George J. Gumerman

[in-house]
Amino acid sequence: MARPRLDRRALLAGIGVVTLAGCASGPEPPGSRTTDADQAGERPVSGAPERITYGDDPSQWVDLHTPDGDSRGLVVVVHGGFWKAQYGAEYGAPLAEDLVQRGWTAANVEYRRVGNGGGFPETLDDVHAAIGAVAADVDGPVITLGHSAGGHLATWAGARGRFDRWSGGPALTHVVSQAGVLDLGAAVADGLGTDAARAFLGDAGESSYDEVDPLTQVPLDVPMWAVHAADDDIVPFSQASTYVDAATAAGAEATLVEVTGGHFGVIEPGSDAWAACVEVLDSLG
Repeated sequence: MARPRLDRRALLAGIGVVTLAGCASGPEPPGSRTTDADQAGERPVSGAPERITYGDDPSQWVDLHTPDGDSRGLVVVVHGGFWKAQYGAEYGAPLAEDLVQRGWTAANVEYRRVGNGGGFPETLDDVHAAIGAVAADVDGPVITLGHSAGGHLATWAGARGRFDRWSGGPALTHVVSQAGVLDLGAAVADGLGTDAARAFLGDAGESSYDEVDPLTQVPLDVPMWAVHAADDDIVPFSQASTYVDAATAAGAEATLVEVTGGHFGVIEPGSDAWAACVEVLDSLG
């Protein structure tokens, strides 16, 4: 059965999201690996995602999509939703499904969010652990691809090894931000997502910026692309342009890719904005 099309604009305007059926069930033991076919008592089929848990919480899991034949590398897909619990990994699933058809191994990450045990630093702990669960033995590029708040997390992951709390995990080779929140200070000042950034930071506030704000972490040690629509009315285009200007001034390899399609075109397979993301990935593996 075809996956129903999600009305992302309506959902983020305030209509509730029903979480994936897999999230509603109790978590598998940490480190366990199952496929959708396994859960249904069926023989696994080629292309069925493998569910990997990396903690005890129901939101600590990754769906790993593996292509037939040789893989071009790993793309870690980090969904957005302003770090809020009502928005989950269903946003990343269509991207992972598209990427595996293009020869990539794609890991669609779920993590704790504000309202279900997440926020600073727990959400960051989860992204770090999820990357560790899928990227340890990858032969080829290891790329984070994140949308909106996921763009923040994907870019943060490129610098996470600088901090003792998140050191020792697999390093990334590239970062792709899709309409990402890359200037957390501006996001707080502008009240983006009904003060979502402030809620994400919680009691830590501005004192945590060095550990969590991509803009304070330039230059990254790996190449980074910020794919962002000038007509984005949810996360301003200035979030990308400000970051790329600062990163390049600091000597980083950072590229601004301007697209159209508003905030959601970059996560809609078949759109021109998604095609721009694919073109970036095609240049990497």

Senior Scholar George J. Gumerman has been a leader in major theoretical advances in his field since the 1960s. He is at the forefront of using computer modeling to simulate the cultural evolution of the prehistoric Southwest. During his term as Resident Scholar at the School in 1979, Dr. Gumerman wrote The Changing Face of Archaeology: A View from Black Mesa, published by the University of Arizona Press in 1984. Dr. Gumerman chaired a number of SAR Advanced Seminars that resulted in the publication of Dynamics of Southwest Prehistory, Themes in Southwest Prehistory, and Understanding Complexity in the Prehistoric Southwest. He also edited the influential volume, The Anasazi in a Changing Environment (Cambridge University Press, 1988), an outline of a 1,000-year chronicle of environmental and cultural history that attempts to explain broad patterns of interactions between humans and their environment. In 2007, Gumerman presented a paper at the Society for American Archaeology in Austin, co-authored with Steve Lekson in the session honoring SAR Senior Scholar Linda Cordell. A five-day workshop at the Santa Fe Institute was hosted by Gumerman and Tim Pauketat of the University of Illinois on “Cosmology and the Prehistoric Amerindian World,” focusing on the American Southeast, Southwest, Mesoamerican, and Andean civilizations. Gumerman, along with J. Dean, J. Epstein, Alan Swedlund, and Rob Axtell, also published “Generating Societies: The 1050 Project and the Artificial Anasazi Model” in Generative Social Science: Studies in Agent Based Computational Modeling, edited by J. Epstein (Princeton University Press).